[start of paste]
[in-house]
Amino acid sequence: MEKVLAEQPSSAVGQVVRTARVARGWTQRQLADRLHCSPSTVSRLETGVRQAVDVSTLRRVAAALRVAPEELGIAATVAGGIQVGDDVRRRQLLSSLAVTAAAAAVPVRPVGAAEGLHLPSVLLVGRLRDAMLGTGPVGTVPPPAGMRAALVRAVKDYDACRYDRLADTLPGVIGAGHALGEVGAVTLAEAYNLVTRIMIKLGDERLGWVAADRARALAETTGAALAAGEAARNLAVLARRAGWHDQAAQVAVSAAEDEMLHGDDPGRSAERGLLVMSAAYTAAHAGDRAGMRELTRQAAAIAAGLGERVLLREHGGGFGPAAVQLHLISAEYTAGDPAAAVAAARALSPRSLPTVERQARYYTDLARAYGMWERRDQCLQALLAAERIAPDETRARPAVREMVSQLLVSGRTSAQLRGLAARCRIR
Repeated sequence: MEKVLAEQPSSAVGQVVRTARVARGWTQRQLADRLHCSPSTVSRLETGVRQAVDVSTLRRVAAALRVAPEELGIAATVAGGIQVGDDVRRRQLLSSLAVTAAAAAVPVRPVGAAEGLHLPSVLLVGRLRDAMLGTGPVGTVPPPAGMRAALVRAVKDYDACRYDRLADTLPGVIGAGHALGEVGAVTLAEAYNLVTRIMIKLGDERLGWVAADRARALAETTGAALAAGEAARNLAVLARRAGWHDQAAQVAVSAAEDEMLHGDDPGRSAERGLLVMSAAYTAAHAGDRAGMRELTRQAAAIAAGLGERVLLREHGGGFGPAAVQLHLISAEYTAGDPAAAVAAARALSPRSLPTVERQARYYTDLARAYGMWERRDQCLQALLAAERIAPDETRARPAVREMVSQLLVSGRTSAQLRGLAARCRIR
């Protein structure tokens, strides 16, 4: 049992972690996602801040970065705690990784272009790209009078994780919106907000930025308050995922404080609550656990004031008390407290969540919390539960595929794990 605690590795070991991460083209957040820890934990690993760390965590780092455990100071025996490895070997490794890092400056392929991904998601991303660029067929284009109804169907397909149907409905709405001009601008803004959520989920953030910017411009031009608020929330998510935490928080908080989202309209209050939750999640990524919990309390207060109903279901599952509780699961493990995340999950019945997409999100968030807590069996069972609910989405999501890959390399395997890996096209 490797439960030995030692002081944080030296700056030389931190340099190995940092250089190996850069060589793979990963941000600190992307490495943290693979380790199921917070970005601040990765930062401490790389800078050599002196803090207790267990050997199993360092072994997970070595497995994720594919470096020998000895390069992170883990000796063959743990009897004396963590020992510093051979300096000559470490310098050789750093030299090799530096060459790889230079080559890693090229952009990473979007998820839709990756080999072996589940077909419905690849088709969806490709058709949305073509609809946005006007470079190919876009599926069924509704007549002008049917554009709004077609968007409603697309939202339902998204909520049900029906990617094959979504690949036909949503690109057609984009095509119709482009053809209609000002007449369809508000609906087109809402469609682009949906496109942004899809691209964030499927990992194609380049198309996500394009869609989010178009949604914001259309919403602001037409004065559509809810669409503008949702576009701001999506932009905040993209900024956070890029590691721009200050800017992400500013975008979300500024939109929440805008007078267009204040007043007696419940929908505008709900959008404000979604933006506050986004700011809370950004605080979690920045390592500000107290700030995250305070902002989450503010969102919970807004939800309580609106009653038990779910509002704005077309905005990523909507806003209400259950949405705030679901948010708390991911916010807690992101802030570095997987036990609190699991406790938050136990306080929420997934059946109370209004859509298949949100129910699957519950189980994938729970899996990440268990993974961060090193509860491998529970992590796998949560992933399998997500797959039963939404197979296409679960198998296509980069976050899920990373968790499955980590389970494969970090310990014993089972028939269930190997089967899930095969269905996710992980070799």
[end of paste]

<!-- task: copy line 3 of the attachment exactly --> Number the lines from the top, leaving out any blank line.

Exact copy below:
Repeated sequence: MEKVLAEQPSSAVGQVVRTARVARGWTQRQLADRLHCSPSTVSRLETGVRQAVDVSTLRRVAAALRVAPEELGIAATVAGGIQVGDDVRRRQLLSSLAVTAAAAAVPVRPVGAAEGLHLPSVLLVGRLRDAMLGTGPVGTVPPPAGMRAALVRAVKDYDACRYDRLADTLPGVIGAGHALGEVGAVTLAEAYNLVTRIMIKLGDERLGWVAADRARALAETTGAALAAGEAARNLAVLARRAGWHDQAAQVAVSAAEDEMLHGDDPGRSAERGLLVMSAAYTAAHAGDRAGMRELTRQAAAIAAGLGERVLLREHGGGFGPAAVQLHLISAEYTAGDPAAAVAAARALSPRSLPTVERQARYYTDLARAYGMWERRDQCLQALLAAERIAPDETRARPAVREMVSQLLVSGRTSAQLRGLAARCRIR